Monkey lives for 2 years with genetically engineered pig kidney
Illustrative image. Image Credit: IANS

New York: In a medical breakthrough, a monkey has survived for more than two years with a kidney transplanted from a genetically engineered pig.

The experiment, carried out by researchers at the US biotech company eGenesis and Harvard Medical School, may one day develop to be a potential solution to the global shortage of donors for patients with organ failure.

“This is a major step forward for the field of transplantation,” said Tatsuo Kawai, Professor of Surgery at Harvard Medical School.

Writing in the journal Nature, the scientists explained how they carried out 69 genomic edits into the pig kidneys which enhanced compatibility and reduced rejection by the recipient’s immune system.

The donor kidneys carried three types of edits: (1) knock out of three genes involved in the synthesis of glycan antigens implicated in hyperacute rejection, (2) insertion of seven human transgenes involved in the regulation of several pathways that modulate rejection: inflammation, innate immunity, coagulation, and complement, and (3) inactivation of the endogenous retroviruses in the porcine genome.

Donor kidneys carrying human transgenes resulted in longer survival time when transplanted into NHPs. Donor kidneys containing only knock out of the three-glycan antigens experienced poor graft survival, whereas those harbouring the knockouts and human transgenes resulted in more than seven times longer duration -- a median of 24 days versus 176 days, respectively. In the case of one recipient, survival of over two years (758 days) was achieved.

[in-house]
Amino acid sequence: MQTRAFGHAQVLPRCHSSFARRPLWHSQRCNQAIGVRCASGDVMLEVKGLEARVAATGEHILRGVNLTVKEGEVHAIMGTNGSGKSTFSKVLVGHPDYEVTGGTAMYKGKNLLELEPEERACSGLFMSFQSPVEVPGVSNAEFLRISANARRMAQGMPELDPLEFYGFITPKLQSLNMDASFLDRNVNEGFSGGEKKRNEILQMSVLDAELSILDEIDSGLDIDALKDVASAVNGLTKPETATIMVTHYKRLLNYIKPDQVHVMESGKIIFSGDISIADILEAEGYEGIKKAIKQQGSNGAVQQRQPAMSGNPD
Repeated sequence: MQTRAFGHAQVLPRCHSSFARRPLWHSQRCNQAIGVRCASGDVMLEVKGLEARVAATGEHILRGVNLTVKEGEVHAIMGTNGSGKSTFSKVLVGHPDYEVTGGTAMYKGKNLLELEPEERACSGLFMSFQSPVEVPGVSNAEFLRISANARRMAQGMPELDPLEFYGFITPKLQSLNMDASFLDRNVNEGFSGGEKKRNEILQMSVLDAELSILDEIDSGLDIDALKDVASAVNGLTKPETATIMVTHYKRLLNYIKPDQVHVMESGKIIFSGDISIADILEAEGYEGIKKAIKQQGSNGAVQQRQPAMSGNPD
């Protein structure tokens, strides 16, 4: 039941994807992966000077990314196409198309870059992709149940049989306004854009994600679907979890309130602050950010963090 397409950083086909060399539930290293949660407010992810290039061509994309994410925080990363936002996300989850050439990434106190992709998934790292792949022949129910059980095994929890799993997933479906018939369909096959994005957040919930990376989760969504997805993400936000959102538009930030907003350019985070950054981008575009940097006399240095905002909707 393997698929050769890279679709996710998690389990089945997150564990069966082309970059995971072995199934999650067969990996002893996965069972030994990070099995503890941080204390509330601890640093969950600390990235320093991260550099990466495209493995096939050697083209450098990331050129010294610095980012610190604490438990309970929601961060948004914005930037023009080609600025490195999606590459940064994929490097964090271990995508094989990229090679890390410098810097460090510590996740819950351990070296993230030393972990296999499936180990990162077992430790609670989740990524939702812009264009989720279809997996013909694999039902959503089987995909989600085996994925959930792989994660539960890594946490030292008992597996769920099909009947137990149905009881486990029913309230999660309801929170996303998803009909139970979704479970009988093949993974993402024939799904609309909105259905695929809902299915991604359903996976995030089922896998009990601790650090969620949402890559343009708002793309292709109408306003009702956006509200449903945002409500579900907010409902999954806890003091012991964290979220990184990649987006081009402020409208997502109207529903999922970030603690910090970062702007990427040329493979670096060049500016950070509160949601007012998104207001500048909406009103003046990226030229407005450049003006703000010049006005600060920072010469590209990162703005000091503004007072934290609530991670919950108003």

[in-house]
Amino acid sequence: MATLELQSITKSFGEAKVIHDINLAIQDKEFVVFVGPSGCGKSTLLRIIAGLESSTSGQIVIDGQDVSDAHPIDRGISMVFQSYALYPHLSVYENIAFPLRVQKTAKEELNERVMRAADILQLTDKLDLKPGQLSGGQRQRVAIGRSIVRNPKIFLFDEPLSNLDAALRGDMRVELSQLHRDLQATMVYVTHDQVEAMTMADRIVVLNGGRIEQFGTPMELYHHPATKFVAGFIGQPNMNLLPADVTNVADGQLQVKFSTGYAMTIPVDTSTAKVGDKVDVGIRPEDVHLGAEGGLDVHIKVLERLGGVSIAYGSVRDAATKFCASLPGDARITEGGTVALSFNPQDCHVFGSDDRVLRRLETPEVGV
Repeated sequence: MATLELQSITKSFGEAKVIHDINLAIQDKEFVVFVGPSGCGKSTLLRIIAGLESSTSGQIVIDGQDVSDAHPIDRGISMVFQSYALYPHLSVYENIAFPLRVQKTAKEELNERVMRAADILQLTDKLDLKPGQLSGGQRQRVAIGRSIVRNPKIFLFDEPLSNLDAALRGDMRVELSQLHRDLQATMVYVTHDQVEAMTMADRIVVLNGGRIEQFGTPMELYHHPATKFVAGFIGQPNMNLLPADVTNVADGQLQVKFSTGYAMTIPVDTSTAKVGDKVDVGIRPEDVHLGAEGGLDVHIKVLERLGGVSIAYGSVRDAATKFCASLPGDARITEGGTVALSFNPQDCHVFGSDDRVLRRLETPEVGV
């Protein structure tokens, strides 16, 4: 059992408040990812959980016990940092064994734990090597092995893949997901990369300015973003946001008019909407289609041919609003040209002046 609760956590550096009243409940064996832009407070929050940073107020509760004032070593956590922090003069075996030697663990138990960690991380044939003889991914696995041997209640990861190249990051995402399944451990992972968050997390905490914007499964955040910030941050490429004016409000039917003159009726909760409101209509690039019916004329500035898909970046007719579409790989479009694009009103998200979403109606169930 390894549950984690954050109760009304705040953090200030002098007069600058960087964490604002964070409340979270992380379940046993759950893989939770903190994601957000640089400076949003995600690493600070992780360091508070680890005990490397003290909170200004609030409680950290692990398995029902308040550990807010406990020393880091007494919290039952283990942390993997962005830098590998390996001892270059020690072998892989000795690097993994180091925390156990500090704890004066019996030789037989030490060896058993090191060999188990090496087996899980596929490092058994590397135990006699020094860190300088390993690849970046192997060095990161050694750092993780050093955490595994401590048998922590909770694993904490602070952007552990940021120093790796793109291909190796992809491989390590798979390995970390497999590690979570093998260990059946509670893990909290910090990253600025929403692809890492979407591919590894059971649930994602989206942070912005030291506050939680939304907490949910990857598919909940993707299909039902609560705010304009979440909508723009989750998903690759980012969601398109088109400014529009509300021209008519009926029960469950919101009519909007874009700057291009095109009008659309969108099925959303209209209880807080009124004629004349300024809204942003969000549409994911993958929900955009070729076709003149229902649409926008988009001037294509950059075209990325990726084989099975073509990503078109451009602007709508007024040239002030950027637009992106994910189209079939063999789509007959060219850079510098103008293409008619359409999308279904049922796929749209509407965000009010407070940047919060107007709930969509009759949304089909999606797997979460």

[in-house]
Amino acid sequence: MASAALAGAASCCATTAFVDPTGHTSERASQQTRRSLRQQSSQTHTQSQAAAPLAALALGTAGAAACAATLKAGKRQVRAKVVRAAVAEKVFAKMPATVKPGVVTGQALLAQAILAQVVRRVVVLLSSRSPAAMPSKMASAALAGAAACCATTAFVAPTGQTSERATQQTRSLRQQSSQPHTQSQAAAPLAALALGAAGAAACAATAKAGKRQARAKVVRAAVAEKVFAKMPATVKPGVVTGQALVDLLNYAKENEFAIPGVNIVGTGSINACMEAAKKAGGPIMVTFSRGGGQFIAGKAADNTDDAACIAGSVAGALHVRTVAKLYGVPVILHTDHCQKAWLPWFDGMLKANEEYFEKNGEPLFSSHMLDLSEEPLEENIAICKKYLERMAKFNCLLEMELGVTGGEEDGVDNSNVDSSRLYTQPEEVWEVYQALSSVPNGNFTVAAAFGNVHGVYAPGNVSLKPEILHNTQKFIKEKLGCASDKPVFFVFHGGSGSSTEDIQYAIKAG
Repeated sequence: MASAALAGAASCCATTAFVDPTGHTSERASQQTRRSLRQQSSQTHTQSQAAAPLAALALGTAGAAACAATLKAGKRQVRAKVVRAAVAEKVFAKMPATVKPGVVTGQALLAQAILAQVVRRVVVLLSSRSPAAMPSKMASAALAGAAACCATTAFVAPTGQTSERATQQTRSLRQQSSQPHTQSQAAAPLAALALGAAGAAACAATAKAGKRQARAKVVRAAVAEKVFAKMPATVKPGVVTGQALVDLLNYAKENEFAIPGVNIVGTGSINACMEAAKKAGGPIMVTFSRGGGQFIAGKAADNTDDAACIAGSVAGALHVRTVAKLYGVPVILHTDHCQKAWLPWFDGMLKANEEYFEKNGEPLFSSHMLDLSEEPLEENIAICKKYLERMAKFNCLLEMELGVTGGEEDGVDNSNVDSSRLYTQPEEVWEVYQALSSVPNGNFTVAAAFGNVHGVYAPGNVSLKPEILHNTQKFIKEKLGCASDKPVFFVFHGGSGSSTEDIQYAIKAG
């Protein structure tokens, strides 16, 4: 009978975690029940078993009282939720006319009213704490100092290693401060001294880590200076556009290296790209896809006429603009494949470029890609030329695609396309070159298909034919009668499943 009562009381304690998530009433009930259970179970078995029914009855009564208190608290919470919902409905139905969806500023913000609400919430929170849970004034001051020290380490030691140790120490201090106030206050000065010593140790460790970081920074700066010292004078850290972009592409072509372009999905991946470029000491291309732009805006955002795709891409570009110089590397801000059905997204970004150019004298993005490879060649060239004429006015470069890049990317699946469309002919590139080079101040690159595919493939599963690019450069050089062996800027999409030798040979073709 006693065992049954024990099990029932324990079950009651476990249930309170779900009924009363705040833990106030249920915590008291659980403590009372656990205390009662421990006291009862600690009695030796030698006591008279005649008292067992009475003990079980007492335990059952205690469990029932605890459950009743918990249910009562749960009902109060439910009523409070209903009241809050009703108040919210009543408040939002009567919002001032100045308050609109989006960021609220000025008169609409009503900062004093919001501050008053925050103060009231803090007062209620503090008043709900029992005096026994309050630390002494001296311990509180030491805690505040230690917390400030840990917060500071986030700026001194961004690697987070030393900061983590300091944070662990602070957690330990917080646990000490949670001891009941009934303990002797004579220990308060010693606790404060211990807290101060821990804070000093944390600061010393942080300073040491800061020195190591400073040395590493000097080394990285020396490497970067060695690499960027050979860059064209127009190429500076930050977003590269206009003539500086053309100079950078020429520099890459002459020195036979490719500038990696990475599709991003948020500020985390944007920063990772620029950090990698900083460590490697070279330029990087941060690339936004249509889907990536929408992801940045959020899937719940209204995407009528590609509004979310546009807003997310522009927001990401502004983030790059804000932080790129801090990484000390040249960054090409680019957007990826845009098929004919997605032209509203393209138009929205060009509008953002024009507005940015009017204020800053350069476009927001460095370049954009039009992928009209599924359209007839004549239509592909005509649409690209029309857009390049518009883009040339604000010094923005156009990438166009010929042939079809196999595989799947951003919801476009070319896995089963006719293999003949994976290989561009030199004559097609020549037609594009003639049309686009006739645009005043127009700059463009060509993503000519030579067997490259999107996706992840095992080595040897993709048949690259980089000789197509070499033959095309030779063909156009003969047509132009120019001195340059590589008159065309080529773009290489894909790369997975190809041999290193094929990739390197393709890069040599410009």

The results indicate the benefit of human transgene expression in porcine kidney grafts on long-term survival.

“One of the biggest hurdles has been long-term survival of the genetically engineered organ in the NHP (non-human-primate) recipient, and this dataset demonstrates remarkable progress in editing the porcine genome to minimise hyperacute rejection, improve recipient compatibility and address the risk of viral transmission from donor to host,” Kawai said.

“We anticipate that transplant outcomes in humans will be even more favourable, as these gene edited organs are a better match for humans, as compared with NHPs,” he added.

In vitro functional analysis showed that edited porcine kidney endothelial cells modulated inflammation in a manner that mirrored human endothelial cells, suggesting the edited cells acquired a high level of human immune compatibility.

Furthermore, the evaluation of renal function biomarkers in recipients with stable grafts revealed that a single transplanted porcine kidney provided sufficient filtration of metabolites to compensate for the lack of two native kidneys.

Organ failure is a life-threatening condition for which transplantation is considered the gold standard treatment. However, the demand for organs far outstrips supply. In addition, the existing organ failure treatment paradigm is suboptimal for patients and the healthcare system due to organ incompatibility and variable donor organ quality.